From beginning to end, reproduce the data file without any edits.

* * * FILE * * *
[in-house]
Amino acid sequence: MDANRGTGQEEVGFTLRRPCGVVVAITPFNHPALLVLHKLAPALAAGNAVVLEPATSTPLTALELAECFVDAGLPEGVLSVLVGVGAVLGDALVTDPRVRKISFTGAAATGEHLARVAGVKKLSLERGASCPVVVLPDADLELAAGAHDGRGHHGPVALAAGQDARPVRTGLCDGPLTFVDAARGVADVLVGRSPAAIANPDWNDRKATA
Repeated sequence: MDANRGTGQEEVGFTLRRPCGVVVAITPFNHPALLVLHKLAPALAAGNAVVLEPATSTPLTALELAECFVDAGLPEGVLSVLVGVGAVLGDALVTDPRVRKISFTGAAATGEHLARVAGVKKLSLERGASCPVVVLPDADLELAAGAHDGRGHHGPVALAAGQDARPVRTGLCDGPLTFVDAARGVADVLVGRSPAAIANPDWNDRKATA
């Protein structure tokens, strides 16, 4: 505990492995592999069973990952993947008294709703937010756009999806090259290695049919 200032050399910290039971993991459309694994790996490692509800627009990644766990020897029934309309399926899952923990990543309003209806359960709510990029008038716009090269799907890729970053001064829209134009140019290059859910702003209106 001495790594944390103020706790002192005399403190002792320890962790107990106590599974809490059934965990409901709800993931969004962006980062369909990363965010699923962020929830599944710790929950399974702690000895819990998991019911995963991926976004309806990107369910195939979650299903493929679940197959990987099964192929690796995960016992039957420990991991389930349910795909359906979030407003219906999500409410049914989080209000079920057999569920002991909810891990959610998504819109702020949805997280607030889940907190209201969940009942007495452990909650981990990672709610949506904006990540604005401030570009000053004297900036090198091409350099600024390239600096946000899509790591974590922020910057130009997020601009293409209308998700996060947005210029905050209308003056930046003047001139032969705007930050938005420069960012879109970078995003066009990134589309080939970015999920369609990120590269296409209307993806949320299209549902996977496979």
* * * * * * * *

[in-house]
Amino acid sequence: MDANRGTGQEEVGFTLRRPCGVVVAITPFNHPALLVLHKLAPALAAGNAVVLEPATSTPLTALELAECFVDAGLPEGVLSVLVGVGAVLGDALVTDPRVRKISFTGAAATGEHLARVAGVKKLSLERGASCPVVVLPDADLELAAGAHDGRGHHGPVALAAGQDARPVRTGLCDGPLTFVDAARGVADVLVGRSPAAIANPDWNDRKATA
Repeated sequence: MDANRGTGQEEVGFTLRRPCGVVVAITPFNHPALLVLHKLAPALAAGNAVVLEPATSTPLTALELAECFVDAGLPEGVLSVLVGVGAVLGDALVTDPRVRKISFTGAAATGEHLARVAGVKKLSLERGASCPVVVLPDADLELAAGAHDGRGHHGPVALAAGQDARPVRTGLCDGPLTFVDAARGVADVLVGRSPAAIANPDWNDRKATA
């Protein structure tokens, strides 16, 4: 505990492995592999069973990952993947008294709703937010756009999806090259290695049919 200032050399910290039971993991459309694994790996490692509800627009990644766990020897029934309309399926899952923990990543309003209806359960709510990029008038716009090269799907890729970053001064829209134009140019290059859910702003209106 001495790594944390103020706790002192005399403190002792320890962790107990106590599974809490059934965990409901709800993931969004962006980062369909990363965010699923962020929830599944710790929950399974702690000895819990998991019911995963991926976004309806990107369910195939979650299903493929679940197959990987099964192929690796995960016992039957420990991991389930349910795909359906979030407003219906999500409410049914989080209000079920057999569920002991909810891990959610998504819109702020949805997280607030889940907190209201969940009942007495452990909650981990990672709610949506904006990540604005401030570009000053004297900036090198091409350099600024390239600096946000899509790591974590922020910057130009997020601009293409209308998700996060947005210029905050209308003056930046003047001139032969705007930050938005420069960012879109970078995003066009990134589309080939970015999920369609990120590269296409209307993806949320299209549902996977496979």